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Holidays still causing people debt-lag

Reviewed by expert, David Koch
5 min read
2 Jul 2024
couple paying credit card debt

Fear of missing out on holidays during the cost of living crisis could be leaving Aussie travellers with ‘debt lag’, with new research from Compare the Market revealing that as many as one in five people don’t pay for their vacation upfront.

Recent research from the travel insurance comparison site has found 19.1% of Aussies travellers will use a credit card, personal loan or Buy Now Pay Later scheme to pay for their holiday.* While these services allow people to book their holidays upfront, many are unaware of the impact it can have on their finances when they return home.

Speaking on the impact that putting a holiday on a credit card, Compare the Market’s Economic Director, David Koch, said that people should consider their options before taking a plunge in debt to make their holiday dreams come true, as people may get caught up in debt lag.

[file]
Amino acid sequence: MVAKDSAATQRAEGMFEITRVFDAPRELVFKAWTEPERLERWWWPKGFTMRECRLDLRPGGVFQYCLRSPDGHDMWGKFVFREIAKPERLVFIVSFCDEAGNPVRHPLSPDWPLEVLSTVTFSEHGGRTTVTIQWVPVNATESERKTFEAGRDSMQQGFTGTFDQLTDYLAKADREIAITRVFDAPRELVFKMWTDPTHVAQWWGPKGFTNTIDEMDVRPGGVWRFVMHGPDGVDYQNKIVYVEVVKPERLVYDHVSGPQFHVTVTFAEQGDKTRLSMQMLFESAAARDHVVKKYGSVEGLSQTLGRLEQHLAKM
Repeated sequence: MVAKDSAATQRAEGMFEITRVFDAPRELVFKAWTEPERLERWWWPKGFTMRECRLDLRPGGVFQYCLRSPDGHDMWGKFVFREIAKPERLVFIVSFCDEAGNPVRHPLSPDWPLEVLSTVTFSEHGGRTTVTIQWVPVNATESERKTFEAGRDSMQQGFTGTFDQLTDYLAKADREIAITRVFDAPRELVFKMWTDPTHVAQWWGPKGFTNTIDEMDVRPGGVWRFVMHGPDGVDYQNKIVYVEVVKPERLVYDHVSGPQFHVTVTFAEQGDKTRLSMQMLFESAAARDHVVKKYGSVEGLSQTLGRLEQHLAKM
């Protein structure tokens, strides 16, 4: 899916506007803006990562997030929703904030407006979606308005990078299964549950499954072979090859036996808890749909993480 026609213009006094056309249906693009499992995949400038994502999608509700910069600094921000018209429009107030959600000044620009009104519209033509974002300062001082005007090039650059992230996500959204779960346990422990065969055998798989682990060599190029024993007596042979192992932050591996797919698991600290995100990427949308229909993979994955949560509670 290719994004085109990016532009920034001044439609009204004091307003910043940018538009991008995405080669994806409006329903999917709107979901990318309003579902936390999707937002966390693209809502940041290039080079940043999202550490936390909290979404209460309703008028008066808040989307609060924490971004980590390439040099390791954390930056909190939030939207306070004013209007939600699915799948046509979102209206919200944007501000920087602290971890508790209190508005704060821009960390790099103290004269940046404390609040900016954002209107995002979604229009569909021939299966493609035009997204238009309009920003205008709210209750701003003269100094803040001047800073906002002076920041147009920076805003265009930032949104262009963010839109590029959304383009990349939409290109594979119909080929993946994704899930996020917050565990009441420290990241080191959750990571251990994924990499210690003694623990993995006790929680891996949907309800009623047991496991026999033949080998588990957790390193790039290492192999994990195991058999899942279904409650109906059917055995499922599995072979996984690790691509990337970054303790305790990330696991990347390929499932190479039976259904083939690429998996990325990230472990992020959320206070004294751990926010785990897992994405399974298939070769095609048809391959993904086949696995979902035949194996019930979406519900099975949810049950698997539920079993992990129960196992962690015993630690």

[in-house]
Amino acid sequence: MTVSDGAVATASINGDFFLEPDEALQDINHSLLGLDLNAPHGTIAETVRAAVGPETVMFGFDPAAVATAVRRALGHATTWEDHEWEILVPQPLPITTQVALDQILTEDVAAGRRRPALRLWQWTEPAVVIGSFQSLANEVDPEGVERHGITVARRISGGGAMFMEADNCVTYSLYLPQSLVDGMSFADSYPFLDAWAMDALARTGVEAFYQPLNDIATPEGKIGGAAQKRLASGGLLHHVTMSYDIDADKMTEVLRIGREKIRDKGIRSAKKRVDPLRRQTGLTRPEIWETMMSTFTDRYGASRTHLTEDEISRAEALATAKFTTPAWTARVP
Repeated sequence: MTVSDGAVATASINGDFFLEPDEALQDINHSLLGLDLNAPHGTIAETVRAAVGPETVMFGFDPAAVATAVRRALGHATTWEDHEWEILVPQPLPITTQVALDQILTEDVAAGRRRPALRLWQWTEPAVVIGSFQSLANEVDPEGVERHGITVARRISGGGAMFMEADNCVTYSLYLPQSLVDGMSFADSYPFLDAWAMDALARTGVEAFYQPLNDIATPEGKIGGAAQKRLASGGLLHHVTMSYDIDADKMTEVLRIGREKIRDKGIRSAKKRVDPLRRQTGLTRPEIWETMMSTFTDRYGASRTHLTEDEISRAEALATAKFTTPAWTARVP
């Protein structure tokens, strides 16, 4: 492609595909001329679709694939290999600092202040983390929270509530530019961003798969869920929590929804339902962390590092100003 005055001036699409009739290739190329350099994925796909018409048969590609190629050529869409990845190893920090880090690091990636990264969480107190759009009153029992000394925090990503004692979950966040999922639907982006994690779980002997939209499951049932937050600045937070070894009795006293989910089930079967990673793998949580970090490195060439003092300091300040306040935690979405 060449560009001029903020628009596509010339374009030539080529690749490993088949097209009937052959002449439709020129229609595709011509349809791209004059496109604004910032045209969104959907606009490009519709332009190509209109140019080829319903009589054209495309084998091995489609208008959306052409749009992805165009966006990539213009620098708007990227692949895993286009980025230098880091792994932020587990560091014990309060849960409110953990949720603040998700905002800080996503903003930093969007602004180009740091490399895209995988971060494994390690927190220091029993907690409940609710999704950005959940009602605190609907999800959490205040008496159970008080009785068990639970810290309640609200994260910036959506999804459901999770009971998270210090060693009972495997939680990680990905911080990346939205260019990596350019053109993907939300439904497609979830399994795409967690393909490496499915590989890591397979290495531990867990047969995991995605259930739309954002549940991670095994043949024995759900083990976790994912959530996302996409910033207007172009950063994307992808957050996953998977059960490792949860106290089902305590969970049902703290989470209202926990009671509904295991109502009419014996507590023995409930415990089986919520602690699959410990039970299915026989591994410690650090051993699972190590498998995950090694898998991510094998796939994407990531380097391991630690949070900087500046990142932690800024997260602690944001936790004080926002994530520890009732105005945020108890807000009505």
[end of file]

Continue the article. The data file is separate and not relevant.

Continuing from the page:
“I’m a firm believer that you should enjoy your life and take that well-earned holiday, as you never know what’s going to happen tomorrow,” Mr Koch said. “But that doesn’t mean you should be financially irresponsible when booking in that next trip. Always look at holidays that make sense for your budget.

“The Compare the Market team have done some calculations and found that financing a $5,000 holiday on a credit card with a 20% interest rate will take someone 49 years to pay back, if you only make the minimum repayments. In the end, that one holiday will cost them more than $20,000 in interest alone.

“Call me old-fashioned, but sometimes going for simpler vacations, ones that don’t cost and arm and a leg, like a family camping trip or discovering Australia’s hidden gems, will lead to happier memories than a trip to Disneyland or Universal Studios.

“Speaking from personal experience, some of our most cherished family holidays were the simpler ones we had here in Australia. Although they may have not been as glamourous as the South of France, they were stress-free.”